The Nobel Prize
Alfred Nobel (1833-1896), the originator of the Nobel Prize, was a chemist, engineer, innovator, armaments manufacturer and the inventor of dynamite (1867). Nobel held more than 350 different patents, dynamite being the most famous.
In 1888 Alfred Nobel’s brother Ludvig died and a French newspaper erroneously published Alfred’s obituary. It condemned him for his invention of dynamite, and said to have brought about his decision to leave a better legacy after his death. The Nobel Prize is awarded for eminence in physical science, in chemistry and in medical or physiology. The fourth Prize is for literary work and the fifth, the Peace Prize, for a person or a society that renders the greatest service to the cause of international fraternity, in the suppression or reduction of standing armies, or in the establishment or furtherance of peace congresses.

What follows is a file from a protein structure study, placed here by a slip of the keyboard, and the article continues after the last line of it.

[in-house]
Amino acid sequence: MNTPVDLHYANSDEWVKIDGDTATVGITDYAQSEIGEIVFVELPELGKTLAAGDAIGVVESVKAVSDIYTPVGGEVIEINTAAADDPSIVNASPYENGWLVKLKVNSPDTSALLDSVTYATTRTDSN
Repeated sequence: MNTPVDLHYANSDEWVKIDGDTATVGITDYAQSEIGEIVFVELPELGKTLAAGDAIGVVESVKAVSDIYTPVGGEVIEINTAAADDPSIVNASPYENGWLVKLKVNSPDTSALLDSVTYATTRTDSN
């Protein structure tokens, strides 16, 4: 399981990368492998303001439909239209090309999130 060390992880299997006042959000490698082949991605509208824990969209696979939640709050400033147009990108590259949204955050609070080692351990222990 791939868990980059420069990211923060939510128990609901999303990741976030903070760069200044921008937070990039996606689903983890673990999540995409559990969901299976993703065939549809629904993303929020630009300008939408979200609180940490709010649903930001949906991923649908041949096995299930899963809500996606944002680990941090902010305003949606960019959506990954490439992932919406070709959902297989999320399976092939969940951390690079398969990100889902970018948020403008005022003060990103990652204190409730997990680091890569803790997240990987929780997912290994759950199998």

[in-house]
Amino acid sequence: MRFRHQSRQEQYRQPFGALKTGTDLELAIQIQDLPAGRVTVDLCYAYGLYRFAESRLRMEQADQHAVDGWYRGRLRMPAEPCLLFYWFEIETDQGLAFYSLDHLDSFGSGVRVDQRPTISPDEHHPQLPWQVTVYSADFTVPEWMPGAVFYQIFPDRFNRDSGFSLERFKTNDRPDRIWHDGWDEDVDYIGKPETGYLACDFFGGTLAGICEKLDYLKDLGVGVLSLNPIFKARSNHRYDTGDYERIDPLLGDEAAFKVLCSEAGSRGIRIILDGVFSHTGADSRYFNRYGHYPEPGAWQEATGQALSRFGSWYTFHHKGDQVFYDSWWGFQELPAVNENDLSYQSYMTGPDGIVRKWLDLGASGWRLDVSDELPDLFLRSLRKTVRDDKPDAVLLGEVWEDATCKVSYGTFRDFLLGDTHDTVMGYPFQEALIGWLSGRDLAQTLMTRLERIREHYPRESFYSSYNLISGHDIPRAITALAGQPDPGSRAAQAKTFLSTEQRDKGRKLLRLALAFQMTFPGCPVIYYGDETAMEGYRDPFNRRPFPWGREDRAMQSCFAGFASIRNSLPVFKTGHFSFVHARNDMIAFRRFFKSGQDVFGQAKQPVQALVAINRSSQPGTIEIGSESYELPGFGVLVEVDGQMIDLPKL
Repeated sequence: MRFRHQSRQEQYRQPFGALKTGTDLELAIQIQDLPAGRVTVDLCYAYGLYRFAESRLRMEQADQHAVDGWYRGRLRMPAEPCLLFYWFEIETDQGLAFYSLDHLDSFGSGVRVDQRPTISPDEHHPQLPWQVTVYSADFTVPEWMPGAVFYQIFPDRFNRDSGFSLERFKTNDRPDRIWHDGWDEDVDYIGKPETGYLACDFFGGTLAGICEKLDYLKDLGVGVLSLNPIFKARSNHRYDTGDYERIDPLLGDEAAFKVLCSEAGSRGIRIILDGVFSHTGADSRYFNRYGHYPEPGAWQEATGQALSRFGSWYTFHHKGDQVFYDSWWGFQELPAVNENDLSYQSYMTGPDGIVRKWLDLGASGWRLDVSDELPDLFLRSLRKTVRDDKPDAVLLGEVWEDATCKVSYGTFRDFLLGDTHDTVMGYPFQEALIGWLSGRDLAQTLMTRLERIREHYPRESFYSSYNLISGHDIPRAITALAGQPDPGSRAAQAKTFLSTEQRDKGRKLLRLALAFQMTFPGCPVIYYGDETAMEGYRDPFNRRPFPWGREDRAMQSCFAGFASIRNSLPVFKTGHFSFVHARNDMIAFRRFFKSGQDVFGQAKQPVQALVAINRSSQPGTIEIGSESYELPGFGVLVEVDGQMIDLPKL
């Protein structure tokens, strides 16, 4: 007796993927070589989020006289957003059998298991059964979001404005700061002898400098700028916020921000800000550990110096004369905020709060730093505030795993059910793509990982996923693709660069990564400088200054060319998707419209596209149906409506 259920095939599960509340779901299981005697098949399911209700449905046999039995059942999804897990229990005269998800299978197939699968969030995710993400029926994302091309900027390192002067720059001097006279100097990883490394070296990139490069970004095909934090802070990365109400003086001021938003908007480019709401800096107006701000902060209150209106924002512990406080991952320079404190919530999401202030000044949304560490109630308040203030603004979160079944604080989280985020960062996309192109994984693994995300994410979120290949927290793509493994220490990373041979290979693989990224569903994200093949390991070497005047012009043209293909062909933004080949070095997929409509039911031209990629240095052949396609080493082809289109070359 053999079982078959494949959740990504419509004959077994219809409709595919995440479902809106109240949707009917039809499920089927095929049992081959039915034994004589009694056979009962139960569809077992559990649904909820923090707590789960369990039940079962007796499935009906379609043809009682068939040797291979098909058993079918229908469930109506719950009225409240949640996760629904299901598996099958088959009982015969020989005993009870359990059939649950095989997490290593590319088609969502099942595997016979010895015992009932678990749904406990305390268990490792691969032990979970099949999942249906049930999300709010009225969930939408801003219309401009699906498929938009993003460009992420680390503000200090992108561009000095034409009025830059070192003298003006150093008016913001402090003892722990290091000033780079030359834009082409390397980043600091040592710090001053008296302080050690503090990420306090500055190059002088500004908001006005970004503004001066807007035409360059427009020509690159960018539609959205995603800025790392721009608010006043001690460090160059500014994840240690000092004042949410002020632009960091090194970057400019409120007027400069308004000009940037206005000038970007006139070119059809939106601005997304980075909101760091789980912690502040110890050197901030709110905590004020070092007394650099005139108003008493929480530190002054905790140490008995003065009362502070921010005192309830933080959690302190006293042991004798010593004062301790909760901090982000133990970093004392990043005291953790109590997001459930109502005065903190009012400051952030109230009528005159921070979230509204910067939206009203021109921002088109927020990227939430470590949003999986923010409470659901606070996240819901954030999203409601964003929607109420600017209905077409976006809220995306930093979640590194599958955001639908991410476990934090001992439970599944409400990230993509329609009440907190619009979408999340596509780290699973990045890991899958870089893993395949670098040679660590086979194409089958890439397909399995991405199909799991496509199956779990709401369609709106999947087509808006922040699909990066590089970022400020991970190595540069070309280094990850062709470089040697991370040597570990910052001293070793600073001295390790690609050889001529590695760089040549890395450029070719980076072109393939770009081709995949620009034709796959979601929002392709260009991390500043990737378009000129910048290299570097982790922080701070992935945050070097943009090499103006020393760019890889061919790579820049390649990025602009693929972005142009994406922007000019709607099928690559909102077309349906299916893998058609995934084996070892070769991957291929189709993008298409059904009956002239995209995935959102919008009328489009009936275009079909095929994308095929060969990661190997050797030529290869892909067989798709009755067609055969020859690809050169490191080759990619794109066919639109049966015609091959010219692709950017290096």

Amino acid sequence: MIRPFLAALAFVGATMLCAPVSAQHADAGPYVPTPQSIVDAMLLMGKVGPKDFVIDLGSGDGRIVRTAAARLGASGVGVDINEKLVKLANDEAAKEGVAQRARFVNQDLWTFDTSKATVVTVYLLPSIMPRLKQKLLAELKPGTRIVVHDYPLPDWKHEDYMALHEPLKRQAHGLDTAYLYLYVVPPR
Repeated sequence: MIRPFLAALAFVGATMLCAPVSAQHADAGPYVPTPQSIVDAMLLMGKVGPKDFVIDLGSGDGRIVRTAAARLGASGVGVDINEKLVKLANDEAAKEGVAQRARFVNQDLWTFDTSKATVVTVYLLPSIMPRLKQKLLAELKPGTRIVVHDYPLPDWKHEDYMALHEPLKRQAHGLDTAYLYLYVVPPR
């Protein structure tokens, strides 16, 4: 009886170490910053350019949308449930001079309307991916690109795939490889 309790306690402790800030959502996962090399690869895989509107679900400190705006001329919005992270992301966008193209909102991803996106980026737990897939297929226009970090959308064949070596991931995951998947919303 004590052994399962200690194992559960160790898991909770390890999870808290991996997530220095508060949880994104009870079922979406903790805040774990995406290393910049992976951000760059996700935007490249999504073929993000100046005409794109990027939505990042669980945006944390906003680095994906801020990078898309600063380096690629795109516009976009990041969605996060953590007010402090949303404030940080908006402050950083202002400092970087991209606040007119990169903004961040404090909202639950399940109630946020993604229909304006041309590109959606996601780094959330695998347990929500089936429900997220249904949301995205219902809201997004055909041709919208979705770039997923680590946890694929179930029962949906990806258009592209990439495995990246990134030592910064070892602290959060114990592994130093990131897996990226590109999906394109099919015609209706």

In 2001, Alfred Nobel’s great-grandnephew Peter Nobel (born 1931) asked the Bank of Sweden to differentiate its award to economists given “in Alfred Nobel’s memory” from the five other awards.
The Nobel Prize is formally distributed on December 10th every year in Stockholm, by the Swedish king.